Moreover, the CJEU also dismisses very clearly any possibility to consider such a disproportioned restriction of free movement of goods justified on public interest grounds:
28 Although […] it is established that, in the absence of harmonising rules, the Member States are free to decide on their intended level of protection of human life and health and on the need to monitor the goods concerned when being used (see, to that effect, Case C-293/94 Brandsma  ECR I-3159, paragraph 11, and C-432/03 Commission v Portugal  ECR I-9665, paragraph 44), it must be observed that legislation which prohibits, absolutely and automatically, the marketing on national territory of products lawfully marketed in other Member States because those products do not have CE marking is not compatible with the requirement of proportionality imposed by European Union law.
29 […] such a strict requirement of CE marking, which prevents at the outset the very application of the principle of mutual recognition of products for which the European legislature has not effected full harmonisation or drawn up European technical approvals, by prohibiting compliance by the products in dispute with the required safety standards on the basis of approval and certification procedures conducted in the Member State of origin, goes beyond what is necessary to attain the safety objective pursued.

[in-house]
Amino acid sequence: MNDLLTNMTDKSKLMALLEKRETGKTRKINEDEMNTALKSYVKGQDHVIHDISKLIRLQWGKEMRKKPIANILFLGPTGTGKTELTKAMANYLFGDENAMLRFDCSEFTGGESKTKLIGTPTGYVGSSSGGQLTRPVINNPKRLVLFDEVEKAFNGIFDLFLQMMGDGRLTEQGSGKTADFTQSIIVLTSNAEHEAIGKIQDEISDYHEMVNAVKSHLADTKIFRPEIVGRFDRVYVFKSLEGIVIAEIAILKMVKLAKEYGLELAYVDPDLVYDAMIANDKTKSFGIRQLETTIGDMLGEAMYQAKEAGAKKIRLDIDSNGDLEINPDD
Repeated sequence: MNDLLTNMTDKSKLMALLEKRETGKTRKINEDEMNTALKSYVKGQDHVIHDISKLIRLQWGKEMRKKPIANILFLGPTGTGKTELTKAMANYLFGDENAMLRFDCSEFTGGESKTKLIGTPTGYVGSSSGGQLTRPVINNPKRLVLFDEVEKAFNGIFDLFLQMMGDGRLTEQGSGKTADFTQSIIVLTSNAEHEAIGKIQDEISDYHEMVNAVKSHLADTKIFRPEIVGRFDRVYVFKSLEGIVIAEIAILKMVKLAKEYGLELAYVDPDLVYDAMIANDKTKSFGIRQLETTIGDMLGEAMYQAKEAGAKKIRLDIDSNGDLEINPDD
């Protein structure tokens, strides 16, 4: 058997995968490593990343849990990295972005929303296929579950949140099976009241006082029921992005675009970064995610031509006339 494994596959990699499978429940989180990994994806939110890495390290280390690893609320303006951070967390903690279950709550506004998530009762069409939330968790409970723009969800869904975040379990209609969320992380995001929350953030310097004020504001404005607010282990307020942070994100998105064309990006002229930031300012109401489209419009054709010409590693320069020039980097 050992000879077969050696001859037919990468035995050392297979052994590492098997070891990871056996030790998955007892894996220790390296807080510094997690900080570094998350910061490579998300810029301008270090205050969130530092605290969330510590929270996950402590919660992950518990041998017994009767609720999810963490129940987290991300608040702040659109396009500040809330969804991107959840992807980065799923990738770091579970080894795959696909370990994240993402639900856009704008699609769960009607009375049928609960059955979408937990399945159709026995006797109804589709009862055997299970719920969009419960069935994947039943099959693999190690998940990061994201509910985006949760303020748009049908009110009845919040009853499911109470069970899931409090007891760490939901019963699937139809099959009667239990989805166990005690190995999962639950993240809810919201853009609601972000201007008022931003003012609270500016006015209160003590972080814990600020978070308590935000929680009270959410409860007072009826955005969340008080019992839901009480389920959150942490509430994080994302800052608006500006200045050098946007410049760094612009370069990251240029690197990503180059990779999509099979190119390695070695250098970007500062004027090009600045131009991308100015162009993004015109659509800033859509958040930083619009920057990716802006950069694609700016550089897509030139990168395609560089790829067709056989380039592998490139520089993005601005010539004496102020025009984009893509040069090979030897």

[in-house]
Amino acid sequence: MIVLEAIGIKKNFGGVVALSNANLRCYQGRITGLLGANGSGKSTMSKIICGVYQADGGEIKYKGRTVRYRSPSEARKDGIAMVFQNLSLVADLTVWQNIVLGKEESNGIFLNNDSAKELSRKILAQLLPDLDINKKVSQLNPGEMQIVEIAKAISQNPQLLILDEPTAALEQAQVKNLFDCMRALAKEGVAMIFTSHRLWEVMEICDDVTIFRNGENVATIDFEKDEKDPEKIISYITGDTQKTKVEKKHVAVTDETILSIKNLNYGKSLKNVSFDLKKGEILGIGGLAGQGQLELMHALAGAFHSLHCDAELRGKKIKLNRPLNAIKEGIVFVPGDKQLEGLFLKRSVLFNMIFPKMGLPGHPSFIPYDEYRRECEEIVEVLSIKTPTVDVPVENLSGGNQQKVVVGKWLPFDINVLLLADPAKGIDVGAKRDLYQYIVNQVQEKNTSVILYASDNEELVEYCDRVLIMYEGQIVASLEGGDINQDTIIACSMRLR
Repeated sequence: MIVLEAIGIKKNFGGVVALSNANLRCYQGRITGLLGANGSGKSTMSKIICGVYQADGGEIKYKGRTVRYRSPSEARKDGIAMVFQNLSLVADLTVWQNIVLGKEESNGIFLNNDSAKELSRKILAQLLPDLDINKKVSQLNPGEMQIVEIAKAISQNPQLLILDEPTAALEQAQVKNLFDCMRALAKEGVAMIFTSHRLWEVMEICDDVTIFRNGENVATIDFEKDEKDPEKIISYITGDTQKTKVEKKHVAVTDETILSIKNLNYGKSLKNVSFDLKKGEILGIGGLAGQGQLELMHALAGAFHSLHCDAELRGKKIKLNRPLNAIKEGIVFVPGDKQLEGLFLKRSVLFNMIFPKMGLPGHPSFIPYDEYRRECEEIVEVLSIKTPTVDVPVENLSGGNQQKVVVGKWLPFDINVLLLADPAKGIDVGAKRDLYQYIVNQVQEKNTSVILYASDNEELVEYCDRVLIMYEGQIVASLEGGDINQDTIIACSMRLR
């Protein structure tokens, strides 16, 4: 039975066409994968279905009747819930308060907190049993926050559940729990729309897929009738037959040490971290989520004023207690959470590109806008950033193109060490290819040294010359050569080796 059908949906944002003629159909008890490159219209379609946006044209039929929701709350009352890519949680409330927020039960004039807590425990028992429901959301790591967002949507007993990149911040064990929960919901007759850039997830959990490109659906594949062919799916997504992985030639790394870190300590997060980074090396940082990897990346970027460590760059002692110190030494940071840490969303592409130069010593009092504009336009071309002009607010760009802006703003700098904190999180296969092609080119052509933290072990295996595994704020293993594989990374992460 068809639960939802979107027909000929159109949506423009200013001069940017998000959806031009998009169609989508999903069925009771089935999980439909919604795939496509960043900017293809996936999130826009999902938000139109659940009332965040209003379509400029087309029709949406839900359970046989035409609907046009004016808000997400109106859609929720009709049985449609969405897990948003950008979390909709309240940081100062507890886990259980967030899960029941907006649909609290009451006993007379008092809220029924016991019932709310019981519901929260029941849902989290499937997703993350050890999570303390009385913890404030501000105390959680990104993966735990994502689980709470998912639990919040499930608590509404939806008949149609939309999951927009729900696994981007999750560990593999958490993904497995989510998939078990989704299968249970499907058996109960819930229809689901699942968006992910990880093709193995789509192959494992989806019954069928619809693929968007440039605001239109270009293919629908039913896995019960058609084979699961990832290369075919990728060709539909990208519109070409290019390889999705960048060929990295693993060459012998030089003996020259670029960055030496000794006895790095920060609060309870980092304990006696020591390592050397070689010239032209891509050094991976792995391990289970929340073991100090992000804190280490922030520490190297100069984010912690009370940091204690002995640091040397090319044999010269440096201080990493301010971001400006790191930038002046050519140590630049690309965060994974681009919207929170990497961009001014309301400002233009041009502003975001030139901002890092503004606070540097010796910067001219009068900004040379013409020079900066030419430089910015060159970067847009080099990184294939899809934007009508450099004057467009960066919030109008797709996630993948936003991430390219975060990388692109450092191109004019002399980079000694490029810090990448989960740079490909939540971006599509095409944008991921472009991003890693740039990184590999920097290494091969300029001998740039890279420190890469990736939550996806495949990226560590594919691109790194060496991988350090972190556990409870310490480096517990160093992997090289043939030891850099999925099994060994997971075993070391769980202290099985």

30 […] Articles 34 TFEU to 37 TFEU must be interpreted as precluding national provisions which automatically make the marketing of construction products, such as those at issue in the main proceedings, originating from another Member State, subject to the affixing of CE marking.
The outcome of the case seems rather straightforward to anyone acquainted with the case law on free movement of goods and, consequently, it seems that the Italian Council of State (which already indicated its position by sharing the doubts of the complainant) did not need this answer from the CJEU in order to be able to give a judgment consistent with EU Law. Therefore, this is a good example of an unnecessary preliminary ruling that has taken up time and resources of the CJEU (and the Italian Council of State) without facing an actual difficulty of interpretation of EU Law. Therefore, in terms of prioritization in the development of EU Law, such a case ranks very low, and should have been avoided.
In my opinion, this shows that we need to allow all domestic courts, including the highest courts of the Member States against whose decisions there is no judicial remedy under national law to “ask responsibly”. Otherwise, the risk of hypertrophy of the preliminary ruling instrument and the suffocation of the European Courts will still be a storm over our heads.